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Do No Harm - May 27, 2018

Romans 13:8-10

How is it that the simplest rules are sometimes the hardest to follow? We get this, right? Love your neighbor. Do no harm. We can see it's value and get on board. It really is that simple. Do no harm. So then why do we get it wrong so often? Do we need clarification? Are we not really committed to the welfare of others? Are we willing only as long as it's

convenient? Probably. Yes. Yes. and Yes.
We could easily name a few of the ways we should do no harm. Paul names a few in his letter to the Romans...thou shalt not kill, or steal, or covet or lie. 10 commandments, basic kind of stuff. But what are some of the others? What are the other ways we do harm?

John Wesley, the founder of Methodism, made his own list to help his congregations case there were any questions....

He said this: First: By doing no harm, by avoiding evil of every kind, especially that which is most generally practiced, such as:

• The taking of the name of God in vain.
• The profaning the day of the Lord,[the Sabbath day] either by doing ordinary work therein or by buying or selling.
• Drunkenness: buying or selling spirituous liquors, or drinking them, unless in cases of extreme necessity.
• Slaveholding; buying or selling slaves.
• Fighting, quarreling, brawling, brother going to law with brother; returning evil for evil, or railing for railing; the using many words in buying or selling.
• The buying or selling [of] goods that have not paid the duty.
• The giving or taking things on usury—i.e., unlawful interest.
• Uncharitable or unprofitable conversation; particularly speaking evil of magistrates or of ministers.
• Doing to others as we would not they should do unto us.
• Doing what we know is not for the glory of God, as:
• The putting on of gold and costly apparel.
• The taking of such diversions as cannot be used in the name of the Lord Jesus.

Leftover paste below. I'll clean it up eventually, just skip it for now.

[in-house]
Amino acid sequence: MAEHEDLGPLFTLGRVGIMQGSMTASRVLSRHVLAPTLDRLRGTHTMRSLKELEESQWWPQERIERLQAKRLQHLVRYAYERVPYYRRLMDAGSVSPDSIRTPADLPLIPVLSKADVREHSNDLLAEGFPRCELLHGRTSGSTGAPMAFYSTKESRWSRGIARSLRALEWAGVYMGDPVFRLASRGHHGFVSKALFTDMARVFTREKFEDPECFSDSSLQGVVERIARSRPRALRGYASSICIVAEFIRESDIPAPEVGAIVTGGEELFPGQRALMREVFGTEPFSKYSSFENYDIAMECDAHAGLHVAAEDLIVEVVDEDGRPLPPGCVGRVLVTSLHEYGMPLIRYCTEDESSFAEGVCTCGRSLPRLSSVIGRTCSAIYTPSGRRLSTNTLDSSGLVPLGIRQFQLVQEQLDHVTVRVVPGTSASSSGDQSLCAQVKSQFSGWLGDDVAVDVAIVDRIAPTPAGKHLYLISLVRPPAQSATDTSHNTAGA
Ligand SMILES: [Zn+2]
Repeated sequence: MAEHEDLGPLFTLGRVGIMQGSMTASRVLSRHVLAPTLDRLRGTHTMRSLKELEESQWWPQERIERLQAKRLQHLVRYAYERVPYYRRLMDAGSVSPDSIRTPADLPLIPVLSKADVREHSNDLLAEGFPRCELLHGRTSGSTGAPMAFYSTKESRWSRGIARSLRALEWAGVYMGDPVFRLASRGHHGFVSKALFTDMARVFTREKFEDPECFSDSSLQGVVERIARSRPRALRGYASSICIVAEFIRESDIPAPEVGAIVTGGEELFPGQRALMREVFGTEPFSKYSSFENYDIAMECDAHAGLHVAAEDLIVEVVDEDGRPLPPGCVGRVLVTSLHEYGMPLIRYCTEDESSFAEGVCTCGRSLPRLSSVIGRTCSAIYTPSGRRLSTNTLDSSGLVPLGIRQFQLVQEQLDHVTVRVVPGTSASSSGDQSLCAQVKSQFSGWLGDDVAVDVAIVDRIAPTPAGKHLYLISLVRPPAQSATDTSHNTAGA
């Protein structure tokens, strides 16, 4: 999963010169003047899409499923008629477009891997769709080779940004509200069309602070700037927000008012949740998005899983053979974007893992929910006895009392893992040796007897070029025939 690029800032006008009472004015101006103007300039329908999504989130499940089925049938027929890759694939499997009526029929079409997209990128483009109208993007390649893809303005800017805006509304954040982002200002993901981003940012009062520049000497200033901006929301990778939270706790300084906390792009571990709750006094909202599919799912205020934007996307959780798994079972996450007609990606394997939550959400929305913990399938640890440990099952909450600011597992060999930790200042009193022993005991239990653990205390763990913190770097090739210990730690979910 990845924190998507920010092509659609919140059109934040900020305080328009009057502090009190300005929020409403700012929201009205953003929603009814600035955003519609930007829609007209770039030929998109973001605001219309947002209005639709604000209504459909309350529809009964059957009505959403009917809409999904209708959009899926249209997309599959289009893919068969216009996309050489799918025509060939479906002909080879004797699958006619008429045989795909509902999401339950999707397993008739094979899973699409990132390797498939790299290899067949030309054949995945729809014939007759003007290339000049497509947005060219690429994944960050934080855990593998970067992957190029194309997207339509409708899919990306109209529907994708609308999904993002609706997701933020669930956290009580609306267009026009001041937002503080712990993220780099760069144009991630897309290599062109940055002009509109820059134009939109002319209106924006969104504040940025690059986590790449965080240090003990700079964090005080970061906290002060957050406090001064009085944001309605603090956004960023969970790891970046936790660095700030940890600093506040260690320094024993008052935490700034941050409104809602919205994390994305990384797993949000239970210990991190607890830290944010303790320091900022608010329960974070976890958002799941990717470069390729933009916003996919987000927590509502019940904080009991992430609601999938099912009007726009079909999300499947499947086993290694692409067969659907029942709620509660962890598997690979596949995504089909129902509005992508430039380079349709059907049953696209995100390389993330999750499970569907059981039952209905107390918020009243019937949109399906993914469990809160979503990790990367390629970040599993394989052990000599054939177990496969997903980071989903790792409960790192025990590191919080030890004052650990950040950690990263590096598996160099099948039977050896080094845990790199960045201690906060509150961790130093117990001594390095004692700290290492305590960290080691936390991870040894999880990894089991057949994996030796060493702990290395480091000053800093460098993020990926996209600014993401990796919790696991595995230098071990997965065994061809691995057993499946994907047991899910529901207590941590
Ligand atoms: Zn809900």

• The singing those songs, or reading those books, which do not tend to the knowledge or love of God.
• Softness and needless self-indulgence.
• Laying up treasure upon earth.
• Borrowing without a probability of paying, or taking up goods without a probability of paying for them.

You know, when doing no harm includes all those things some of us are a little more guilty than we thought. Right? You don't have to tell your neighbors which ones you struggle with, but what we all need to see is that we all struggle. Plain and simple. It seems easy enough—do no harm, but when we look at all the ways to live that becomes more challenging. And that's just on a personal scale.

What about if we think of doing no harm to others in collective ways? What about the ways our work, or our friend group, or our church or our nation is a part of harming people? The bigger the institution the easier it is to distance ourselves..."Well, they're the ones doing it, not me." But when we have a say in the policies and practices and those policies are harming people we have an obligation to do say make a call, to send an email, to say it isn't ok to let the water be contaminated, or lives to be taken, or families to be separated, or children to be lost, or people to be sold into sex slavery, or basic human needs to be ignored.